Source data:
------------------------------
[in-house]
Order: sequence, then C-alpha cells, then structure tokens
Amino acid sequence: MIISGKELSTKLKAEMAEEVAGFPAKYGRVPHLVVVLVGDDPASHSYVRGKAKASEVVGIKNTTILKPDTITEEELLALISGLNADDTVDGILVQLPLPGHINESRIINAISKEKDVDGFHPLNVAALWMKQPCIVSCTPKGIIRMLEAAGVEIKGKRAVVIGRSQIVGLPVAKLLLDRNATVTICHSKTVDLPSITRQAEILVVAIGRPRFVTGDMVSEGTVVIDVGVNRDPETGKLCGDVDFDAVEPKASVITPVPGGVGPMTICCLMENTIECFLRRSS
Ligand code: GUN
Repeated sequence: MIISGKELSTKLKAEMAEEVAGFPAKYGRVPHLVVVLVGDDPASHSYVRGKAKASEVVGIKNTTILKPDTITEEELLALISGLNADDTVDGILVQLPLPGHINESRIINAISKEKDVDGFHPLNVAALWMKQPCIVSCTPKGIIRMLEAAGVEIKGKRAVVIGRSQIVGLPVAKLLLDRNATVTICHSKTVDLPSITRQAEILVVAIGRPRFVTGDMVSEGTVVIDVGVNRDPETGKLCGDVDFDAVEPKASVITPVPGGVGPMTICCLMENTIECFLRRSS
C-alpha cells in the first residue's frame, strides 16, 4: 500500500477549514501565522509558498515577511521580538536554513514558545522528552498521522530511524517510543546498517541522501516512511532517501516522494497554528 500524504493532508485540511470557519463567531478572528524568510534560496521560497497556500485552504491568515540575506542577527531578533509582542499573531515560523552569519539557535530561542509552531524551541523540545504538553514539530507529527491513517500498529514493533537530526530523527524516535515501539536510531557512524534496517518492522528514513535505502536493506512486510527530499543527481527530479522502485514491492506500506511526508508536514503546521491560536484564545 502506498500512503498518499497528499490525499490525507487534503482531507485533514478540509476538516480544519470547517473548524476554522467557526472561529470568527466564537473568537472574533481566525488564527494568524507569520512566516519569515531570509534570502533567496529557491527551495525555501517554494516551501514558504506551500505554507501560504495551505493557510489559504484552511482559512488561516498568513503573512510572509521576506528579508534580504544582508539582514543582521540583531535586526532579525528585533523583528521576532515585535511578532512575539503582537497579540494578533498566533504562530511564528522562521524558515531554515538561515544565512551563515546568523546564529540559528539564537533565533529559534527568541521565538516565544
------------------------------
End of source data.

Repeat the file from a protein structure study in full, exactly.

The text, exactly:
[in-house]
Order: sequence, then C-alpha cells, then structure tokens
Amino acid sequence: MIISGKELSTKLKAEMAEEVAGFPAKYGRVPHLVVVLVGDDPASHSYVRGKAKASEVVGIKNTTILKPDTITEEELLALISGLNADDTVDGILVQLPLPGHINESRIINAISKEKDVDGFHPLNVAALWMKQPCIVSCTPKGIIRMLEAAGVEIKGKRAVVIGRSQIVGLPVAKLLLDRNATVTICHSKTVDLPSITRQAEILVVAIGRPRFVTGDMVSEGTVVIDVGVNRDPETGKLCGDVDFDAVEPKASVITPVPGGVGPMTICCLMENTIECFLRRSS
Ligand code: GUN
Repeated sequence: MIISGKELSTKLKAEMAEEVAGFPAKYGRVPHLVVVLVGDDPASHSYVRGKAKASEVVGIKNTTILKPDTITEEELLALISGLNADDTVDGILVQLPLPGHINESRIINAISKEKDVDGFHPLNVAALWMKQPCIVSCTPKGIIRMLEAAGVEIKGKRAVVIGRSQIVGLPVAKLLLDRNATVTICHSKTVDLPSITRQAEILVVAIGRPRFVTGDMVSEGTVVIDVGVNRDPETGKLCGDVDFDAVEPKASVITPVPGGVGPMTICCLMENTIECFLRRSS
C-alpha cells in the first residue's frame, strides 16, 4: 500500500477549514501565522509558498515577511521580538536554513514558545522528552498521522530511524517510543546498517541522501516512511532517501516522494497554528 500524504493532508485540511470557519463567531478572528524568510534560496521560497497556500485552504491568515540575506542577527531578533509582542499573531515560523552569519539557535530561542509552531524551541523540545504538553514539530507529527491513517500498529514493533537530526530523527524516535515501539536510531557512524534496517518492522528514513535505502536493506512486510527530499543527481527530479522502485514491492506500506511526508508536514503546521491560536484564545 502506498500512503498518499497528499490525499490525507487534503482531507485533514478540509476538516480544519470547517473548524476554522467557526472561529470568527466564537473568537472574533481566525488564527494568524507569520512566516519569515531570509534570502533567496529557491527551495525555501517554494516551501514558504506551500505554507501560504495551505493557510489559504484552511482559512488561516498568513503573512510572509521576506528579508534580504544582508539582514543582521540583531535586526532579525528585533523583528521576532515585535511578532512575539503582537497579540494578533498566533504562530511564528522562521524558515531554515538561515544565512551563515546568523546564529540559528539564537533565533529559534527568541521565538516565544